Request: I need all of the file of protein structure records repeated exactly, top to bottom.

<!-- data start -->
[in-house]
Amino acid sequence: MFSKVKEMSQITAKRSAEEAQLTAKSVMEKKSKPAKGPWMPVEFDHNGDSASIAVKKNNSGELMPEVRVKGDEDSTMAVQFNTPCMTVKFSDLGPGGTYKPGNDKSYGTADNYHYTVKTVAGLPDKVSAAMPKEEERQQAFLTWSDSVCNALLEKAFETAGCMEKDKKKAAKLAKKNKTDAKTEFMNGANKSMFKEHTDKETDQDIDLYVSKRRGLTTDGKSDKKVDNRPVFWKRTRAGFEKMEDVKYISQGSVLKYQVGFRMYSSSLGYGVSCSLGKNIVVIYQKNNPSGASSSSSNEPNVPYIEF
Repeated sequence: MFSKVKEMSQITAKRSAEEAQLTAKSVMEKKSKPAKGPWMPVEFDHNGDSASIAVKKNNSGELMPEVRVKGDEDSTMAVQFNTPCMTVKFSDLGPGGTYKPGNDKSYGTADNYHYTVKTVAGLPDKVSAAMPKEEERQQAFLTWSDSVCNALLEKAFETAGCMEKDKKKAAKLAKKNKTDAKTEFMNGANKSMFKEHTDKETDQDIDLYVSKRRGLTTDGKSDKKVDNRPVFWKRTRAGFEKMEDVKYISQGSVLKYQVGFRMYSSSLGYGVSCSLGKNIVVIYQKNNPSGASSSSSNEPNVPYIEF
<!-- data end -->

[in-house]
Amino acid sequence: MFSKVKEMSQITAKRSAEEAQLTAKSVMEKKSKPAKGPWMPVEFDHNGDSASIAVKKNNSGELMPEVRVKGDEDSTMAVQFNTPCMTVKFSDLGPGGTYKPGNDKSYGTADNYHYTVKTVAGLPDKVSAAMPKEEERQQAFLTWSDSVCNALLEKAFETAGCMEKDKKKAAKLAKKNKTDAKTEFMNGANKSMFKEHTDKETDQDIDLYVSKRRGLTTDGKSDKKVDNRPVFWKRTRAGFEKMEDVKYISQGSVLKYQVGFRMYSSSLGYGVSCSLGKNIVVIYQKNNPSGASSSSSNEPNVPYIEF
Repeated sequence: MFSKVKEMSQITAKRSAEEAQLTAKSVMEKKSKPAKGPWMPVEFDHNGDSASIAVKKNNSGELMPEVRVKGDEDSTMAVQFNTPCMTVKFSDLGPGGTYKPGNDKSYGTADNYHYTVKTVAGLPDKVSAAMPKEEERQQAFLTWSDSVCNALLEKAFETAGCMEKDKKKAAKLAKKNKTDAKTEFMNGANKSMFKEHTDKETDQDIDLYVSKRRGLTTDGKSDKKVDNRPVFWKRTRAGFEKMEDVKYISQGSVLKYQVGFRMYSSSLGYGVSCSLGKNIVVIYQKNNPSGASSSSSNEPNVPYIEF